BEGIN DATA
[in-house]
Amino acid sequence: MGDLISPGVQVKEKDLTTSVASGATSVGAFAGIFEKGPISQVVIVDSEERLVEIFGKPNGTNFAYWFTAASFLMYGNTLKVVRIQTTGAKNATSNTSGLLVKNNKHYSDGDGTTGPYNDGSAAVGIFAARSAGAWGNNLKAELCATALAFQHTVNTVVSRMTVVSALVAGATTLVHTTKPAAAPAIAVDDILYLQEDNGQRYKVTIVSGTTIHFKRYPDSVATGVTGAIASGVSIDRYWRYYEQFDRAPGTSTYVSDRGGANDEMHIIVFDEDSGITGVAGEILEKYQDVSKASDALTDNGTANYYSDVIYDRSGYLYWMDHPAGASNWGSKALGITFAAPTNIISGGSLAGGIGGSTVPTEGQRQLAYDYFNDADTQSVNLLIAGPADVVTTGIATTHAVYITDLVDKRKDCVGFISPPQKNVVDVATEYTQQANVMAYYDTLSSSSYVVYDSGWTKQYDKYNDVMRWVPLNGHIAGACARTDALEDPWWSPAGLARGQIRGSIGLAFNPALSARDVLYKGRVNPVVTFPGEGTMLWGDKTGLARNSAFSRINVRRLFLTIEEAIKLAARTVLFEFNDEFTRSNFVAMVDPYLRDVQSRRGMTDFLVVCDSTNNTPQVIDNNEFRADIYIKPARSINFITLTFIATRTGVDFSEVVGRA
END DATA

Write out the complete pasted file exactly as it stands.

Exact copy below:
[in-house]
Amino acid sequence: MGDLISPGVQVKEKDLTTSVASGATSVGAFAGIFEKGPISQVVIVDSEERLVEIFGKPNGTNFAYWFTAASFLMYGNTLKVVRIQTTGAKNATSNTSGLLVKNNKHYSDGDGTTGPYNDGSAAVGIFAARSAGAWGNNLKAELCATALAFQHTVNTVVSRMTVVSALVAGATTLVHTTKPAAAPAIAVDDILYLQEDNGQRYKVTIVSGTTIHFKRYPDSVATGVTGAIASGVSIDRYWRYYEQFDRAPGTSTYVSDRGGANDEMHIIVFDEDSGITGVAGEILEKYQDVSKASDALTDNGTANYYSDVIYDRSGYLYWMDHPAGASNWGSKALGITFAAPTNIISGGSLAGGIGGSTVPTEGQRQLAYDYFNDADTQSVNLLIAGPADVVTTGIATTHAVYITDLVDKRKDCVGFISPPQKNVVDVATEYTQQANVMAYYDTLSSSSYVVYDSGWTKQYDKYNDVMRWVPLNGHIAGACARTDALEDPWWSPAGLARGQIRGSIGLAFNPALSARDVLYKGRVNPVVTFPGEGTMLWGDKTGLARNSAFSRINVRRLFLTIEEAIKLAARTVLFEFNDEFTRSNFVAMVDPYLRDVQSRRGMTDFLVVCDSTNNTPQVIDNNEFRADIYIKPARSINFITLTFIATRTGVDFSEVVGRA